Death is one of the few certainties in life. This article in Transform, the journal of the Institute of Environmental Management and Assessment, explains why I think that natural burials form an ideal sustainable business model.
Doing Good Better challenges us to make more effective choices about how we spend our time and our money. If, like most of us, you buy Fairtrade or give money to cancer charities, it might make you think again. The book illustrates the complexity of some of the biggest challenges the world faces, and makes a good attempt at cutting through that complexity.
Although this book is targeted at individuals, many of the principles can also be applied to organisations. They could be particularly useful when considering environmental objectives as part of your environmental management system.
If you would like some support in choosing and setting environmental objectives, please call Julia on 07904 389889.
Quest for Future Solutions is delighted to be helping to organise the Environment and Sustainability symposium at this year’s Malvern Festival of Innovation. Join us on 10 October to learn about innovation in making cities more liveable – and sustainable; how innovation in the insurance industry can help us stop climate change; innovation that can help us use energy more flexibly, making renewable energy work better for us all; how innovation in actuators can be used to tackle climate change; and how innovation is helping us to recycle critical and strategic elements such as rare earths.
We often talk about climate change and the impact it is likely to have on future generations. It’s time for us to change this rhetoric – climate change is something that’s already impacting on people’s lives. One example is in the world of sport.
As the Premier League season has just started, we’ll start with the example of football. Football is mainly played in the winter months in the UK. With a 26% increase in winter rainfall since 1900, it’s becoming harder to play – have you ever tried to kick a ball across a field with a coating of water, or to get to a match when all the roads are flooded? In 2013/14 and 2015/16, there was over 150% more rainfall than average, impacting on the grassroots game in particular. Local clubs are losing five weeks every season on average because of bad weather, and with even wetter winters predicted, this is likely to get worse.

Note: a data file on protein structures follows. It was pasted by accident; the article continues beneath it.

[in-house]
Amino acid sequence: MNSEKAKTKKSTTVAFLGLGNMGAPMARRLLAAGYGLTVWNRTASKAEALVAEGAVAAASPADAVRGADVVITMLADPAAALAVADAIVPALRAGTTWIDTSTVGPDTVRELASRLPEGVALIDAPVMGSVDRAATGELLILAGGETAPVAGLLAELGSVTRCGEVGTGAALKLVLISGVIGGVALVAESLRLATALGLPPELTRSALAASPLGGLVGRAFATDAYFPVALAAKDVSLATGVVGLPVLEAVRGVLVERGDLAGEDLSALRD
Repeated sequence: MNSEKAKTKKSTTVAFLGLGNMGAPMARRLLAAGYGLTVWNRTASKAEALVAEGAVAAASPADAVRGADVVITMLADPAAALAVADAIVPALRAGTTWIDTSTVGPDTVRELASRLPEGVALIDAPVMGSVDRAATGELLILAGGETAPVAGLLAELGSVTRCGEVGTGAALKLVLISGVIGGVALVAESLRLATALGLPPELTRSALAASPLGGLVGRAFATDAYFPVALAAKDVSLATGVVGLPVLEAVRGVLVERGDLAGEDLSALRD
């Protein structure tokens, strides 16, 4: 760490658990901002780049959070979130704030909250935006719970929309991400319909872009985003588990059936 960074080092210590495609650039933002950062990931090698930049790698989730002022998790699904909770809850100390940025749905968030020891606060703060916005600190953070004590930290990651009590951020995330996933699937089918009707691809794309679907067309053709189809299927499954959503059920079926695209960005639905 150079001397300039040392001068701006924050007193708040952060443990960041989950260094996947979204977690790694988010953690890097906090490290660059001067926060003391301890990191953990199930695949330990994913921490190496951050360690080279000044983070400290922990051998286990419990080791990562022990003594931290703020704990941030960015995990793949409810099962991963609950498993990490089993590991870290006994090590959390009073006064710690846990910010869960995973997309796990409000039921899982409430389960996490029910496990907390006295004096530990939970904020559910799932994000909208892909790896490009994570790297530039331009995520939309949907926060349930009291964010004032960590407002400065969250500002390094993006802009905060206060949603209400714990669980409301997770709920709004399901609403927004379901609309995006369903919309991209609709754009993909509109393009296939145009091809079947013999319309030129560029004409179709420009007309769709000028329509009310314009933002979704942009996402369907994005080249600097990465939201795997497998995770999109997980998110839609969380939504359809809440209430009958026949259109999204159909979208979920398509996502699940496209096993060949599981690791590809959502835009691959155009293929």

Golf courses suffer from the same issues when there’s heavy rain, but the biggest issue that many face at the moment is rising sea levels and increased storms leading to more coastal erosion. Some of our most iconic golf courses are on the coast. The sea at Montrose has moved 70 metres inland since the 1980’s. They are considering the need to move the whole of the links course, which would mean losing a big slice of sporting history.
International cricket is also suffering from adverse weather conditions, with 5% of matches since 2011 having to be stopped. The local game is also being affected. In Cardiff, Glamorgan Cricket Club has lost more than 20,000 overs so far this century because of extreme weather.
Clubs and governing bodies are beginning to recognise the issue and take action to reduce their climate impact, as well as adapting practices to cope with the changes. We worked with Manchester United from when they started their environmental management programme in 2001, through certification to ISO 14001:2004 and their successful transition to ISO 14001:2015 earlier this year. If you would find our expertise helpful for your sports club, call Julia now on 07904 389889.
Statistics used in this blog have been taken from the Climate Coalition’s Game Changer report on climate change and sport.
Occasionally, a book comes along that changes your world view. This is one…